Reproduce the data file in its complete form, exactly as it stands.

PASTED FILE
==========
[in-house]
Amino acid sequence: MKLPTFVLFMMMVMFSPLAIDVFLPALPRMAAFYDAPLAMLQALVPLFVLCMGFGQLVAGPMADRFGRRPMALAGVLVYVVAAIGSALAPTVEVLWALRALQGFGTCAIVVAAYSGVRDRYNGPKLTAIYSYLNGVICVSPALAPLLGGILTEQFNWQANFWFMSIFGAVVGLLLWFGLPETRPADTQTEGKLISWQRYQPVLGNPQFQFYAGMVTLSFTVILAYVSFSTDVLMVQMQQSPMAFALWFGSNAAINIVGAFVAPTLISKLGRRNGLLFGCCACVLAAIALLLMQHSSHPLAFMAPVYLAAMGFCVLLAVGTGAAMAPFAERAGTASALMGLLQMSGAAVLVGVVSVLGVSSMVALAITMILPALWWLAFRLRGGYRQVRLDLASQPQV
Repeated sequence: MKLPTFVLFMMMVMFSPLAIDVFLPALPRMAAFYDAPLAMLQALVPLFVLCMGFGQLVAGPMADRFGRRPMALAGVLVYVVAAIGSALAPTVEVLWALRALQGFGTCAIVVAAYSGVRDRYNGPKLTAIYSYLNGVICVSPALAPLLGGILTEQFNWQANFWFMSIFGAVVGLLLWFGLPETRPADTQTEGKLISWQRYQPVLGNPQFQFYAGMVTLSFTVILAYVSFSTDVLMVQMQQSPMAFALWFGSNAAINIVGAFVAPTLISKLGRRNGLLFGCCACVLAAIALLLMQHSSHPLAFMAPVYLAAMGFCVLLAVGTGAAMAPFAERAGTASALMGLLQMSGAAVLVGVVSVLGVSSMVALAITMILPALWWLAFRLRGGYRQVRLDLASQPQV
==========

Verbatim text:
[in-house]
Amino acid sequence: MKLPTFVLFMMMVMFSPLAIDVFLPALPRMAAFYDAPLAMLQALVPLFVLCMGFGQLVAGPMADRFGRRPMALAGVLVYVVAAIGSALAPTVEVLWALRALQGFGTCAIVVAAYSGVRDRYNGPKLTAIYSYLNGVICVSPALAPLLGGILTEQFNWQANFWFMSIFGAVVGLLLWFGLPETRPADTQTEGKLISWQRYQPVLGNPQFQFYAGMVTLSFTVILAYVSFSTDVLMVQMQQSPMAFALWFGSNAAINIVGAFVAPTLISKLGRRNGLLFGCCACVLAAIALLLMQHSSHPLAFMAPVYLAAMGFCVLLAVGTGAAMAPFAERAGTASALMGLLQMSGAAVLVGVVSVLGVSSMVALAITMILPALWWLAFRLRGGYRQVRLDLASQPQV
Repeated sequence: MKLPTFVLFMMMVMFSPLAIDVFLPALPRMAAFYDAPLAMLQALVPLFVLCMGFGQLVAGPMADRFGRRPMALAGVLVYVVAAIGSALAPTVEVLWALRALQGFGTCAIVVAAYSGVRDRYNGPKLTAIYSYLNGVICVSPALAPLLGGILTEQFNWQANFWFMSIFGAVVGLLLWFGLPETRPADTQTEGKLISWQRYQPVLGNPQFQFYAGMVTLSFTVILAYVSFSTDVLMVQMQQSPMAFALWFGSNAAINIVGAFVAPTLISKLGRRNGLLFGCCACVLAAIALLLMQHSSHPLAFMAPVYLAAMGFCVLLAVGTGAAMAPFAERAGTASALMGLLQMSGAAVLVGVVSVLGVSSMVALAITMILPALWWLAFRLRGGYRQVRLDLASQPQV